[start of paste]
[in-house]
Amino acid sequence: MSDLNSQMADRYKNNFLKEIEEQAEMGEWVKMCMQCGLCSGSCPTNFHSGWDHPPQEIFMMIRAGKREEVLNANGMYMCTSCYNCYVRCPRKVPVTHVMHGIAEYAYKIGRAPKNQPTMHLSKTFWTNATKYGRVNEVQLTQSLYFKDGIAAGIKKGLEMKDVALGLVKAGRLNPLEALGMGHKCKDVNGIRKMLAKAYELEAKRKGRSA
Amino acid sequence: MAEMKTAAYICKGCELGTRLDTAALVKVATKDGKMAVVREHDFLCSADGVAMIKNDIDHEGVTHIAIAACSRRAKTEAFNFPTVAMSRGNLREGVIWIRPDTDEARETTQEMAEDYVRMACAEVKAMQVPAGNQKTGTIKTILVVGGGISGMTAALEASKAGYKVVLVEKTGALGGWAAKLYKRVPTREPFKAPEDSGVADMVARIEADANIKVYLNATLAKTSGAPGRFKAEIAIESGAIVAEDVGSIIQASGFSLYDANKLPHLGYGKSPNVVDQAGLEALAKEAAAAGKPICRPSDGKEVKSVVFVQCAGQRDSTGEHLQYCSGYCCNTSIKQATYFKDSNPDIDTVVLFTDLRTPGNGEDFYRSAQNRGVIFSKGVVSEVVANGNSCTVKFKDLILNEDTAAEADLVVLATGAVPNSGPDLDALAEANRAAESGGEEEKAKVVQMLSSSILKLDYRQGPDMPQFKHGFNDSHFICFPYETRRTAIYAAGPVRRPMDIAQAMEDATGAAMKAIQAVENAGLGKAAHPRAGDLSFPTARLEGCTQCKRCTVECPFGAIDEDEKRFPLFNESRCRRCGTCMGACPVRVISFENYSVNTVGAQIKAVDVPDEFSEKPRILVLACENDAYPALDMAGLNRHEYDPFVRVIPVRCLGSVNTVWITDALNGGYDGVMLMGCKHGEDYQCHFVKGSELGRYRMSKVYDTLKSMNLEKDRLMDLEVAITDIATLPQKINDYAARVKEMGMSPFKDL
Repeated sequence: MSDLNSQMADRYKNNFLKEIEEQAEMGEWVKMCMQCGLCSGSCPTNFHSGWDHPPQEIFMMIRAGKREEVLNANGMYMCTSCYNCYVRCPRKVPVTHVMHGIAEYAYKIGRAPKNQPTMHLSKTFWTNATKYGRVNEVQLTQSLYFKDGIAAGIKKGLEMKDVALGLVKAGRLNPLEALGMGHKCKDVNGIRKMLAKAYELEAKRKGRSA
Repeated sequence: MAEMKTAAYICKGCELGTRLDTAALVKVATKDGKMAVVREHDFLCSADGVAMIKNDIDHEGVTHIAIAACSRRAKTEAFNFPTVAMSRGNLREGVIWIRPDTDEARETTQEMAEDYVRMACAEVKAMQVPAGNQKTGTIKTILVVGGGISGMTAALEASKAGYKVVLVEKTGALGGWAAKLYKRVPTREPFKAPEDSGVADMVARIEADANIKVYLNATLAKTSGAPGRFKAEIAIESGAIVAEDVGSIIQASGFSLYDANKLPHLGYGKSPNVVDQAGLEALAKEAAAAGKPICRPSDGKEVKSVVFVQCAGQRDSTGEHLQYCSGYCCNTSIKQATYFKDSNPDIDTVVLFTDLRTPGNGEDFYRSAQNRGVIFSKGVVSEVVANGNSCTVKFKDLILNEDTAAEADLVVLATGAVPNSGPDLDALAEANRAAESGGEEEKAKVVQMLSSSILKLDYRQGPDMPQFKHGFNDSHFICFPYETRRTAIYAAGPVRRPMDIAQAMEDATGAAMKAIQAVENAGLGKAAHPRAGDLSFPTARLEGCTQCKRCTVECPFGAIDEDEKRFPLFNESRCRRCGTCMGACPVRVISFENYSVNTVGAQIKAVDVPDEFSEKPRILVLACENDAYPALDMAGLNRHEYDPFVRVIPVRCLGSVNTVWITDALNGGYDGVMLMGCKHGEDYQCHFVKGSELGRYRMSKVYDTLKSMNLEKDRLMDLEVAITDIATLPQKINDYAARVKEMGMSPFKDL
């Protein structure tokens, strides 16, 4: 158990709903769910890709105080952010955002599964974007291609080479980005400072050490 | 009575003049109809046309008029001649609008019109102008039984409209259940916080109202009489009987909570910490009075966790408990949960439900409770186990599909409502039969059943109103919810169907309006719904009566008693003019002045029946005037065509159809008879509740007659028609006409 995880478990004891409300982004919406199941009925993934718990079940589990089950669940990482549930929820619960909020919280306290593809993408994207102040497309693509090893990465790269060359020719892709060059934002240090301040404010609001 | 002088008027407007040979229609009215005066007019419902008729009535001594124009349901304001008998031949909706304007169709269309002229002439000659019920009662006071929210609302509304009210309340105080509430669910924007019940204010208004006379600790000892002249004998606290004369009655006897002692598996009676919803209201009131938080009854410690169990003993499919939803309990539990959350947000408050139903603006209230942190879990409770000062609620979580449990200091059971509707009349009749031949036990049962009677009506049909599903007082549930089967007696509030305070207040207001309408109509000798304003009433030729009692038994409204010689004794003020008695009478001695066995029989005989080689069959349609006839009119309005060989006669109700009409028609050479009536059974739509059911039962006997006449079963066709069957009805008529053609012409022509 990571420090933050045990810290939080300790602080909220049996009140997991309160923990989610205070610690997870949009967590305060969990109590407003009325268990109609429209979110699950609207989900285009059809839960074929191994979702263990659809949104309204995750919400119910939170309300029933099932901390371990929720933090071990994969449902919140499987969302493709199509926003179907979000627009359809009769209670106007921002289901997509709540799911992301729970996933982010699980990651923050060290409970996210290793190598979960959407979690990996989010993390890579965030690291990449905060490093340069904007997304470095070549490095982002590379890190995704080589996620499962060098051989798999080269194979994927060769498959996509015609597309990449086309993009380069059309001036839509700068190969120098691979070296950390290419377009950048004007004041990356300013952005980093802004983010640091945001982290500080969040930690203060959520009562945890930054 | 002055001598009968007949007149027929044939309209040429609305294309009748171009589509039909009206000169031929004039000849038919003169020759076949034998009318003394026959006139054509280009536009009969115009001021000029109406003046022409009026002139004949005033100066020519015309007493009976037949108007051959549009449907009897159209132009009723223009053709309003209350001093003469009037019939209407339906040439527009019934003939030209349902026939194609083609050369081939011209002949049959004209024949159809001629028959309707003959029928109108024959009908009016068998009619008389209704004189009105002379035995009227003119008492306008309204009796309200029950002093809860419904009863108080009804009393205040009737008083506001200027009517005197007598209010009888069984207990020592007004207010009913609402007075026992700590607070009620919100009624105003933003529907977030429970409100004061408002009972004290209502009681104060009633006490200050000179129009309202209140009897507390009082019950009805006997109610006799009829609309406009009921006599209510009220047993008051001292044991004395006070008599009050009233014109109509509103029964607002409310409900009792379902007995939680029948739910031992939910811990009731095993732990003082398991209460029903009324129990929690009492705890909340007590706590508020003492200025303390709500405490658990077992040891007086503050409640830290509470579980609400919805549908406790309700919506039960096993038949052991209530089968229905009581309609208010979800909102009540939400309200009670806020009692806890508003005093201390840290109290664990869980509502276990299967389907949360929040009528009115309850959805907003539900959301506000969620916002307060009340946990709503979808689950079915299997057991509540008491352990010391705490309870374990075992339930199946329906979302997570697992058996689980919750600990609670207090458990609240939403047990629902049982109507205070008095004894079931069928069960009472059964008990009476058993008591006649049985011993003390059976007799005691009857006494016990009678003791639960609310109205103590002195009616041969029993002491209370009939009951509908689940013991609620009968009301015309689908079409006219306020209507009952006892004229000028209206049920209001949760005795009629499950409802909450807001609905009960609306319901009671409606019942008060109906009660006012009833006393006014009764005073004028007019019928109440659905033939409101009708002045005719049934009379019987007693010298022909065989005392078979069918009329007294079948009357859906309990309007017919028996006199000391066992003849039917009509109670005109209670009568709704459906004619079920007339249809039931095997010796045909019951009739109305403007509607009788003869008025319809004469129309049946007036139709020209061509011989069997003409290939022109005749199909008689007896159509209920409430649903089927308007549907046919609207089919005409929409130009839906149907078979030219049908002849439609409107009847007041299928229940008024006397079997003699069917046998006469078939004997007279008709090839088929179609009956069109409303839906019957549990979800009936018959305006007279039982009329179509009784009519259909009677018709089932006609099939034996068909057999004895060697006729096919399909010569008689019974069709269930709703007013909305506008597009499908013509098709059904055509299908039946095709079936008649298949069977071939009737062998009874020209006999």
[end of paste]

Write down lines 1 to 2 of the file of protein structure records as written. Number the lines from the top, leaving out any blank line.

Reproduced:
[in-house]
Amino acid sequence: MSDLNSQMADRYKNNFLKEIEEQAEMGEWVKMCMQCGLCSGSCPTNFHSGWDHPPQEIFMMIRAGKREEVLNANGMYMCTSCYNCYVRCPRKVPVTHVMHGIAEYAYKIGRAPKNQPTMHLSKTFWTNATKYGRVNEVQLTQSLYFKDGIAAGIKKGLEMKDVALGLVKAGRLNPLEALGMGHKCKDVNGIRKMLAKAYELEAKRKGRSA